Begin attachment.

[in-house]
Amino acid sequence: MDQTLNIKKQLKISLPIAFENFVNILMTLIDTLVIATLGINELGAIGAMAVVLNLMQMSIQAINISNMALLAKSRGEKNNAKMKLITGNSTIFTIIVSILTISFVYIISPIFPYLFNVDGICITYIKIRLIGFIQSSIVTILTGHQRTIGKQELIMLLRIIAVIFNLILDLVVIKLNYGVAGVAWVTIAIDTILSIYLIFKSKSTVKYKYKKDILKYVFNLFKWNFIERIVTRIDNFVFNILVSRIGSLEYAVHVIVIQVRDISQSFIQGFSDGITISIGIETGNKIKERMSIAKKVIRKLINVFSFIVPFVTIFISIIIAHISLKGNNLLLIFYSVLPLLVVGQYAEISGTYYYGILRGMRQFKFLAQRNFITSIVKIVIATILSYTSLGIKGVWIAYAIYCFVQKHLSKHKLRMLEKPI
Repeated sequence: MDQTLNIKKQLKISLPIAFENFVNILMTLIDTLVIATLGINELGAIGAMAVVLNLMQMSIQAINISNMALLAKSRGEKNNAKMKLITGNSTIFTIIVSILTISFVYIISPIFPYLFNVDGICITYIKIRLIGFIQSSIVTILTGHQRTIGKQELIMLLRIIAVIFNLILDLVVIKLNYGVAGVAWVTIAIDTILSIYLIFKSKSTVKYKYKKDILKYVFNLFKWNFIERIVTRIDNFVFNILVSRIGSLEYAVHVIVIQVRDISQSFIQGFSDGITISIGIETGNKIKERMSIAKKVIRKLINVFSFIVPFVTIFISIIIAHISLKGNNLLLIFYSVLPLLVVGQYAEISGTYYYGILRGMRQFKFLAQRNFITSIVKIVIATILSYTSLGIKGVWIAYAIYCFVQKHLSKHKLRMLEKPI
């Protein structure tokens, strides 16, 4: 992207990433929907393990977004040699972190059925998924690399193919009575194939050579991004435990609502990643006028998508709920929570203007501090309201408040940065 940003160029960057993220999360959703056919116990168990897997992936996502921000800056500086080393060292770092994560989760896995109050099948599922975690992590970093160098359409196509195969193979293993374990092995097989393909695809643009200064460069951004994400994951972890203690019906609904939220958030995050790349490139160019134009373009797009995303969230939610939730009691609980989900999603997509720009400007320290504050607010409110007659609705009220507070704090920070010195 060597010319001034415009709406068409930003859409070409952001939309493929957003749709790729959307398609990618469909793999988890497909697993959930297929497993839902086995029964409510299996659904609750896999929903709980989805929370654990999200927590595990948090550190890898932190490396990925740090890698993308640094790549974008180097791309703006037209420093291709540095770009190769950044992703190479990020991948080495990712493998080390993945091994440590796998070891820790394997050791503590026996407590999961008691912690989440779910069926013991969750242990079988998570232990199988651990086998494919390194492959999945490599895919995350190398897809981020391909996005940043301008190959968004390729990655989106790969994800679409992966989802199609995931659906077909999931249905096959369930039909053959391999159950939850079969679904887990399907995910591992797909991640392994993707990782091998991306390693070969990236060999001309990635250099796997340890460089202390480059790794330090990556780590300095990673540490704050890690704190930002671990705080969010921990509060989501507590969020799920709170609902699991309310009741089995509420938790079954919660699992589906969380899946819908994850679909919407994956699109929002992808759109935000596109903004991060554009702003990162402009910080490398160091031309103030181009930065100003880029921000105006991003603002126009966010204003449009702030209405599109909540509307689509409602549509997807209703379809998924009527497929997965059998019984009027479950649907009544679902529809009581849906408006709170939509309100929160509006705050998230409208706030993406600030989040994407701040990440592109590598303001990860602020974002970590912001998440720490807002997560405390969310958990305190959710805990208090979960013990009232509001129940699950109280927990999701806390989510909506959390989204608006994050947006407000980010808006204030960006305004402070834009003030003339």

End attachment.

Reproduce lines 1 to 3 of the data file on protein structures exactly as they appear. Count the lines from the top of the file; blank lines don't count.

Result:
[in-house]
Amino acid sequence: MDQTLNIKKQLKISLPIAFENFVNILMTLIDTLVIATLGINELGAIGAMAVVLNLMQMSIQAINISNMALLAKSRGEKNNAKMKLITGNSTIFTIIVSILTISFVYIISPIFPYLFNVDGICITYIKIRLIGFIQSSIVTILTGHQRTIGKQELIMLLRIIAVIFNLILDLVVIKLNYGVAGVAWVTIAIDTILSIYLIFKSKSTVKYKYKKDILKYVFNLFKWNFIERIVTRIDNFVFNILVSRIGSLEYAVHVIVIQVRDISQSFIQGFSDGITISIGIETGNKIKERMSIAKKVIRKLINVFSFIVPFVTIFISIIIAHISLKGNNLLLIFYSVLPLLVVGQYAEISGTYYYGILRGMRQFKFLAQRNFITSIVKIVIATILSYTSLGIKGVWIAYAIYCFVQKHLSKHKLRMLEKPI
Repeated sequence: MDQTLNIKKQLKISLPIAFENFVNILMTLIDTLVIATLGINELGAIGAMAVVLNLMQMSIQAINISNMALLAKSRGEKNNAKMKLITGNSTIFTIIVSILTISFVYIISPIFPYLFNVDGICITYIKIRLIGFIQSSIVTILTGHQRTIGKQELIMLLRIIAVIFNLILDLVVIKLNYGVAGVAWVTIAIDTILSIYLIFKSKSTVKYKYKKDILKYVFNLFKWNFIERIVTRIDNFVFNILVSRIGSLEYAVHVIVIQVRDISQSFIQGFSDGITISIGIETGNKIKERMSIAKKVIRKLINVFSFIVPFVTIFISIIIAHISLKGNNLLLIFYSVLPLLVVGQYAEISGTYYYGILRGMRQFKFLAQRNFITSIVKIVIATILSYTSLGIKGVWIAYAIYCFVQKHLSKHKLRMLEKPI